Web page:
Friday, December 20, 2019

Meet NF Fest blogger Kelly Milner Halls!

Kelly Milner Halls was a crazy curious kid asking hundreds of questions about anything she found interesting. Now she’s a prolific children’s book author who travels all over the world talking to kids about the weird stuff she writes and the subjects she finds interesting. We’re happy that this NF Fest author will be sharing her ideas on When the Line Between Truth and Fiction Blurs.

Thursday, December 12, 2019

Meet NF Fest blogger Susannah Buhrman-Deever!

When growing up, Susannah Buhrman-Deever dreamed of being a lighthouse keeper, a teacher, a writer and a biologist.  Years later, she has done most of those things (still working on lighthouse keeper). She earned her PhD in animal behavior, taught biology, and now writes books for young and curious readers, including Predator and Prey, A Conversation in Verse. Susannah lives near Rochester, NY with her husband and sons.

Wednesday, December 11, 2019

Meet Author Meeg Pincus!

Meeg Pincus, author of Meip and the Most Famous Diary will join the NF Fest to discuss how to research like a reporter and get the details to write a world changing book. Her book about the woman who saved Anne Frank’s diary received starred reviews in both Kirkus and School Library Journal. Meeg will share tips and techniques on finding the hidden gens of stories and bringing them to light.

Tuesday, December 10, 2019

Meet NF Fest Blogger Lisa Kahn Schnell!

Lisa Kahn Schnell is an artist and the author of the award-winning book High Tide for Horseshoe Crabs. She has worked in all sorts of interesting places including Denali National Park, Ghana, a Costa Rican cloud forest and a prison in Missouri. When she's not writing, Lisa enjoys dancing, making bread, and spending time outdoors. We look forward to her post on layered text during NF Fest! To learn more, visit http://www.lisakschnell.com/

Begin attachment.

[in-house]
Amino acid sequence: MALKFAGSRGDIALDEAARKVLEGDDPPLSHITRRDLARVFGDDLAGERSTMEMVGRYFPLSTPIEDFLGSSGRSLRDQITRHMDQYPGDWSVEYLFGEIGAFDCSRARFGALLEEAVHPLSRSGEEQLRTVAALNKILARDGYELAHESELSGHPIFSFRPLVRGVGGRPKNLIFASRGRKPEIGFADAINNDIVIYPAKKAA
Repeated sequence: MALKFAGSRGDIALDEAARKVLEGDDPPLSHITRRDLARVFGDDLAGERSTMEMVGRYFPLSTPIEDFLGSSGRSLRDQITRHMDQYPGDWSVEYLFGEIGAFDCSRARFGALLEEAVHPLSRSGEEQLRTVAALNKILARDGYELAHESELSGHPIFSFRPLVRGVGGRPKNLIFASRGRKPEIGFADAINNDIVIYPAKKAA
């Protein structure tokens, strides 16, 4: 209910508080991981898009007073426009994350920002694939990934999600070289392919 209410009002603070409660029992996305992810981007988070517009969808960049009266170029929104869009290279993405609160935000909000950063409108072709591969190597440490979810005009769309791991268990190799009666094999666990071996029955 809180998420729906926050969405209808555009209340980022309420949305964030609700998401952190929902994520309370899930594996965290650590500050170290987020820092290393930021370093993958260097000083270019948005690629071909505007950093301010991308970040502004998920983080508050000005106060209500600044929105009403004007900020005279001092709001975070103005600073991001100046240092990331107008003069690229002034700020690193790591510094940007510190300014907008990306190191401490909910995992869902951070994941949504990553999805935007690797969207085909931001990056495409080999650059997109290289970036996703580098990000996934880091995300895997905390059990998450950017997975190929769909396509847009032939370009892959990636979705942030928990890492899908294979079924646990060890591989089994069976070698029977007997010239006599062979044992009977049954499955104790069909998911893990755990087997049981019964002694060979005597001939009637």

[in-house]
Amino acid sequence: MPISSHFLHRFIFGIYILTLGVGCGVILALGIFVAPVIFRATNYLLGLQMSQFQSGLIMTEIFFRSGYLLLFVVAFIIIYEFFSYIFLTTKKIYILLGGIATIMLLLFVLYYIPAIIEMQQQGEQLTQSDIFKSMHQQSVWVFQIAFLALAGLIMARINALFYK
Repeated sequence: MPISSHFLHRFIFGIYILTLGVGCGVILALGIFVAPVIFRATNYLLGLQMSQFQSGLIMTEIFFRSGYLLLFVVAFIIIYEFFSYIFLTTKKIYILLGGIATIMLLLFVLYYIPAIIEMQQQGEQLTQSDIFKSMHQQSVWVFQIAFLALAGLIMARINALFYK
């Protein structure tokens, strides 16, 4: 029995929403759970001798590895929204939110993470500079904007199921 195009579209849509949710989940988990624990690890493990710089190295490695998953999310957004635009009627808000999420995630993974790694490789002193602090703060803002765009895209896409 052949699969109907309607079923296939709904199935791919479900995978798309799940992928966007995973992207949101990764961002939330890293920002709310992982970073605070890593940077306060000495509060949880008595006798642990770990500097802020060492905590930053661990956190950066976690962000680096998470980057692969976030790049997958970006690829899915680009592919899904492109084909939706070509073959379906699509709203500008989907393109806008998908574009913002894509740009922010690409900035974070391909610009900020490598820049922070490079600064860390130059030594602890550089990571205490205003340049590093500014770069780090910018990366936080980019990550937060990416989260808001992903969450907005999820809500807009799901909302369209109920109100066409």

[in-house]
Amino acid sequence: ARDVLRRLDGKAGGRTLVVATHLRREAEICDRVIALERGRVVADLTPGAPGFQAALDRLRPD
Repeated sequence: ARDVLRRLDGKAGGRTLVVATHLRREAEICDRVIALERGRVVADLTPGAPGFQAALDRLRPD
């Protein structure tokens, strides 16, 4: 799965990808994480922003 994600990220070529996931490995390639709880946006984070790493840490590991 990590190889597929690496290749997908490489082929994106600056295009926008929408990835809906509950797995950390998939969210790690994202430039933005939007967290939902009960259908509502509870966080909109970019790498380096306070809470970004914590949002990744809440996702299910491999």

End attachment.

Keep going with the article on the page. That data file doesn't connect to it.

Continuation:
Saturday, December 7, 2019

Beautiful Shades of Brown by Nancy Churnin

My mission is to to shine a light on people who inspire me, people who will inspire kids to go out and make a positive difference in the world. It struck me how few books I’ve seen about women who are painters. I was looking at paintings and I saw one of the singer Marian Anderson that blew me away. I couldn’t stop thinking about it! I saw that it was painted by Laura Wheeler Waring and it was part of the National Portrait Gallery collection in Washington D.C. I had to find out everything I could about Laura Wheeler Waring. She had never had a picture book written about her and I couldn’t rest until I wrote it. I have created a project, called Paint Your World, to go along with the book, that asks kids to share their artwork of people in their families and communities on a dedicated Paint Your World page on my website nancychurnin.com.


Friday, December 6, 2019

Should You Write What You Know? by Lisa Amstutz


Many writing teachers say you should “write what you know.” This is good advice – you should utilize your unique background, experiences, and knowledge. It’s easiest to write what you know, and your expertise can be a strong selling point for your book.

But what if you’ve always wanted to learn about sheep herding or jellyfish or how to play the kazoo? Does the fact that you’re not already an expert mean you can’t write about them? Not at all! Writing can be a great way to explore topics you want to study. It just takes some extra time and effort.

Imagine that you’ve agreed to write a how-to book on knitting despite never having picked up a pair of needles. You could read books or watch YouTube to learn the basics. But unless you spend hours practicing, you won’t be able to write authoritatively about it—and trust me, your readers will notice!